# Latin Hypercube Sampling

## What is LHS?

Latin hypercube sampling aims to bring the best of both worlds: the unbiased random sampling of monte carlo simulation; and the even coverage of a grid search over the decision space. It does this by ensuring values for all variables are as uncorrelated and widely varying as possible (over the range of permitted values).

## Why do I need one?

The background to this is that I have been working on improving the convergence of an optimisation package that uses genetic algorithms. Having a good distribution of “genes”, or decisions within the initial population is key to allowing a GA to effectively explore the decision space. The ga() function within the GA package in R allows for a suggestions argument, which takes a matrix of decision values and places them within the starting population. Initially I wrote one function to create evenly spaced sequences for every decision between the lower and upper bound of allowable values, from which I enumerated all possible combinations using expand.grid(). I then wrote another function to take a model object and a user-defined population size and automatically work out the nearest population count that allowed for even sampling over the model’s decision bounds.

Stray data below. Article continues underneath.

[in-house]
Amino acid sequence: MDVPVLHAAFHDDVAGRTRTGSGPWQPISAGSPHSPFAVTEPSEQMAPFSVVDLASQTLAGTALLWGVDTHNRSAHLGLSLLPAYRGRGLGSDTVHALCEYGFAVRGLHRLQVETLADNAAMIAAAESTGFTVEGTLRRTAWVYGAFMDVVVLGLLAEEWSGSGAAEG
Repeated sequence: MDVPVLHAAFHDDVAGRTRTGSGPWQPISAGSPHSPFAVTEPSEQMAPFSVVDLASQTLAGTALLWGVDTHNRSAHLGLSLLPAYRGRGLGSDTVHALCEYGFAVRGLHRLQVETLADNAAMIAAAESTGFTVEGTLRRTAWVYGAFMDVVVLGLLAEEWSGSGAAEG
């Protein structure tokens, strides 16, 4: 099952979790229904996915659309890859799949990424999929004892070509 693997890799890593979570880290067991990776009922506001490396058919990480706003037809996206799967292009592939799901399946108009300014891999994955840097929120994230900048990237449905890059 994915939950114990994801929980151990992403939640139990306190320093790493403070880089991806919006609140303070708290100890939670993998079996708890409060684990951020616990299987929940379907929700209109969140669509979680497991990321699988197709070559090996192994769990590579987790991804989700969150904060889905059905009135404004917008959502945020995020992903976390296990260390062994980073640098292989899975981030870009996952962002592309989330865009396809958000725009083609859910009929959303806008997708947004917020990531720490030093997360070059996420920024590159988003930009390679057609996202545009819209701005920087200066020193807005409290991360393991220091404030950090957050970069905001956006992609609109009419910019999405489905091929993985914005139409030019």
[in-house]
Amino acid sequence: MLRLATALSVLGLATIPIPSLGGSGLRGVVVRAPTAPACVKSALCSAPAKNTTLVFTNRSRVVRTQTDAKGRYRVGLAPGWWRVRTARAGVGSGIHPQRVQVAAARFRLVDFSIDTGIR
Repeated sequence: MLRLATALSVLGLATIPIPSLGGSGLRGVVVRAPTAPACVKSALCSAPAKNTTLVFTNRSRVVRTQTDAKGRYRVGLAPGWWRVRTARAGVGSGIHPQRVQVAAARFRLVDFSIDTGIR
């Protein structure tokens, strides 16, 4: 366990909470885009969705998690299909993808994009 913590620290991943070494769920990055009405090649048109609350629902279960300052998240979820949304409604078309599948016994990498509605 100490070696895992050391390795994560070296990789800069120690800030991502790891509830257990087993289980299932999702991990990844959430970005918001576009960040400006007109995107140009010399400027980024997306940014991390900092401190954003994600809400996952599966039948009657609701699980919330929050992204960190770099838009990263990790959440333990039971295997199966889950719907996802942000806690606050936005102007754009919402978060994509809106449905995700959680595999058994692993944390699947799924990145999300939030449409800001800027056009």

For models with large numbers of decisions the potential number of combinations is enormous. This is true even if you only select the upper and lower bound per decision. Already with 30 independent decisions with two possible values the number of combinations is 2^30 = 10,737,41,824, 10 times more than the number of stars in the average galaxy. Combinatorial algorithms are the worst type for growth in complexity ($$O(n!)$$). I needed a way of randomly sampling from the decisions but in a way that ensured the starting population had lots of diversity. This is the exact use case for LHS.

## Practical examples

Let’s assume we have three decisions, where:

• decision a can be between 1 and 3,
• decision b can be TRUE or FALSE, and
• decision c can be red, green, blue or black